Almost half of Scotland’s Teachers of the Deaf are also due to retire in the next ten to 15 years.
When you refer to a Teacher of the Deaf, most people imagine someone standing in front of a classroom signing.
This assumption is understandable, as clearly a teacher who specialises in giving lessons to deaf children might use British Sign Language (BSL) to communicate with their pupils.
However, the reality is these specialist teachers do so much more. They work with youngsters dealing with all levels of hearing loss – from mild to moderate to severe or profound.
They liaise with families at home as soon as a deaf diagnosis is made and many travel across their whole local authority area, giving one-to-one support to youngsters who rely on hearing aids and cochlear implants.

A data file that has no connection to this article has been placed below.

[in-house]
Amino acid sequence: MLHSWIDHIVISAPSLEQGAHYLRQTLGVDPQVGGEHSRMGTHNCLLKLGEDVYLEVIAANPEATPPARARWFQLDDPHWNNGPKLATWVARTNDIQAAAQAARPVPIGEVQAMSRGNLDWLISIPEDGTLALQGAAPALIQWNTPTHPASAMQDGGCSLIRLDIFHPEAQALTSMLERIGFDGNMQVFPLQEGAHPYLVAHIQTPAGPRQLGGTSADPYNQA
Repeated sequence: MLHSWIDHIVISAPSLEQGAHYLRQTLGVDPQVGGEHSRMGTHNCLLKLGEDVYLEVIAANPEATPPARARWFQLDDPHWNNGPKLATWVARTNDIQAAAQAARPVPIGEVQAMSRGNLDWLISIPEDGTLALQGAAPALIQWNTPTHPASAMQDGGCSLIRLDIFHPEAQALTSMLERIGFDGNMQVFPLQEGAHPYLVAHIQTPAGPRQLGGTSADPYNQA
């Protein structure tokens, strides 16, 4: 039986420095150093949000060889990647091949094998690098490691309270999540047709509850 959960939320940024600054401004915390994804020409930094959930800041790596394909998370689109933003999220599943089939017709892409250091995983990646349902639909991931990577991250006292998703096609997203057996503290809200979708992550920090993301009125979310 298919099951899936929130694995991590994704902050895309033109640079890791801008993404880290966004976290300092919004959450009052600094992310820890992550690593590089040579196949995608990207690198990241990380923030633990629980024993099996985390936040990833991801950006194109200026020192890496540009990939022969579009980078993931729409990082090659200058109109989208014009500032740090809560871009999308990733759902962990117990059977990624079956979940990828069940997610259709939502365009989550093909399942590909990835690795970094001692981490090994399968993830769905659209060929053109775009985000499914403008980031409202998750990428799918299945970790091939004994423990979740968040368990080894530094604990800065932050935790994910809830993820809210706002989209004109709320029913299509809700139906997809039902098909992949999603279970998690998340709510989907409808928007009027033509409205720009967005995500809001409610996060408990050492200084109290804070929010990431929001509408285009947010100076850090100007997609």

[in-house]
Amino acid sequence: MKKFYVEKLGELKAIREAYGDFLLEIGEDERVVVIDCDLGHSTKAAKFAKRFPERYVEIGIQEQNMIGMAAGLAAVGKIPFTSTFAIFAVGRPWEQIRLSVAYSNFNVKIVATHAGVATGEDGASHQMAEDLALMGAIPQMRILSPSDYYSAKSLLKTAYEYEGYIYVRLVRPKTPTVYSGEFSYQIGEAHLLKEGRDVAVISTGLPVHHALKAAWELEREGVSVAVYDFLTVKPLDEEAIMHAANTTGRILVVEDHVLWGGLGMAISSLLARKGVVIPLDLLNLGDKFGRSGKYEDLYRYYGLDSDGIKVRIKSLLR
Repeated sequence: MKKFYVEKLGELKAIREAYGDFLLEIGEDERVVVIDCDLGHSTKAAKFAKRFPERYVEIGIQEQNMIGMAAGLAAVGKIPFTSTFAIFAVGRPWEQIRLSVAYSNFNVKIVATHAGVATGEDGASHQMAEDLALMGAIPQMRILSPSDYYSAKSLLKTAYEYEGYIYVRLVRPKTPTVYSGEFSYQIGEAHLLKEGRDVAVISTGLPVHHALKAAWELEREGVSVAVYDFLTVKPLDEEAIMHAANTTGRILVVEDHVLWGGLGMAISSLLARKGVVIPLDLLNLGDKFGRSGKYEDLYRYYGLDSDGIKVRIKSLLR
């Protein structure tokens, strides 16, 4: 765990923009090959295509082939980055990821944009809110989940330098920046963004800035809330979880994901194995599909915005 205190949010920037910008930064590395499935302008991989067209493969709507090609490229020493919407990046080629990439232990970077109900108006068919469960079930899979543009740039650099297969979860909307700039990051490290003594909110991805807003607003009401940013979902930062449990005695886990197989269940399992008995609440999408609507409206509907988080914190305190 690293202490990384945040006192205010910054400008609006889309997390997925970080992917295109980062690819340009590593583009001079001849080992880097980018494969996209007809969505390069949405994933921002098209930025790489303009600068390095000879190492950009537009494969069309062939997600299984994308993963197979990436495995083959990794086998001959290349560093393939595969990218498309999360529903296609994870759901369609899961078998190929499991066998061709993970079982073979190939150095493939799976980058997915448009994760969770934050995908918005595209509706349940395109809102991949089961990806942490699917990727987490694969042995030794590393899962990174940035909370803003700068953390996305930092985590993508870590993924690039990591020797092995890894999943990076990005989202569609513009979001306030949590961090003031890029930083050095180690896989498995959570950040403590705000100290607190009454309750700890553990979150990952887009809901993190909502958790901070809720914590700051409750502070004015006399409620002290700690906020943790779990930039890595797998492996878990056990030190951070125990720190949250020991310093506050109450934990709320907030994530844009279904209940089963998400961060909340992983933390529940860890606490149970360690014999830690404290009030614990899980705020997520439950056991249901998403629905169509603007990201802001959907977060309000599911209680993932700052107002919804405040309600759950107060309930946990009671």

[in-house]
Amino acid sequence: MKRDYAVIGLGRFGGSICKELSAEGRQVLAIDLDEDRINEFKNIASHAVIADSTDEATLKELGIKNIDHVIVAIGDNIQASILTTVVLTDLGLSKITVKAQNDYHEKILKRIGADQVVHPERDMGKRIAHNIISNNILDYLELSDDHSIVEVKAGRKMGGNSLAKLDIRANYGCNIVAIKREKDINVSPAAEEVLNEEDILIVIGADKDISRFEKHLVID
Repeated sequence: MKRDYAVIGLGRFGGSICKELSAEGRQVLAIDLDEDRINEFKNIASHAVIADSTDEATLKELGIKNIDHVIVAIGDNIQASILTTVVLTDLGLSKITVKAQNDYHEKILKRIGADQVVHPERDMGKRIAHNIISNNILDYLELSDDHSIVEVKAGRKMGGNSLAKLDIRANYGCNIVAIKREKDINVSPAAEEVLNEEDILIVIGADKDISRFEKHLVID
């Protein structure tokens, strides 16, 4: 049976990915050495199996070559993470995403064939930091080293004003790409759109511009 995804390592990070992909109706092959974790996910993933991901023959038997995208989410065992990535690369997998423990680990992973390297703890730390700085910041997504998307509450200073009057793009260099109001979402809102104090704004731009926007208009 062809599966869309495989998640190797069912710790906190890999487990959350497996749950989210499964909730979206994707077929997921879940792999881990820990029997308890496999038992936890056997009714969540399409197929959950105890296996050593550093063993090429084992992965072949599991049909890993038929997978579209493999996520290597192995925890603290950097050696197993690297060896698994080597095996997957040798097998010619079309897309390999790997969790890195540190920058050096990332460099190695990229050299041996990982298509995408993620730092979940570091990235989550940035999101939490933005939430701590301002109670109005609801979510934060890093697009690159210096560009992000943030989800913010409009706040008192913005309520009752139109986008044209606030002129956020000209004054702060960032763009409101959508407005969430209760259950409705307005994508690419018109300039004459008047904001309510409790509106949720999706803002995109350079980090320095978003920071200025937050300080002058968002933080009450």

Amidst all this, they also advise mainstream teachers on how best to communicate with deaf children and help fellow pupils understand the challenges their deaf classmates contend with. In a nutshell, a Teacher of the Deaf (ToD) is a vital resource for children who have a hearing impairment.
Another common misconception is that all children who are deaf go to “special” schools or, more accurately, ones which deal with additional needs.
A staggering 87% of deaf children in Scotland actually attend mainstream schooling. This policy of inclusion and integration is obviously well-intended and commended, particularly if it reduces stigma, but only if it doesn’t come at the cost of educational attainment. The truth is that there is still a significant attainment gap for deaf children.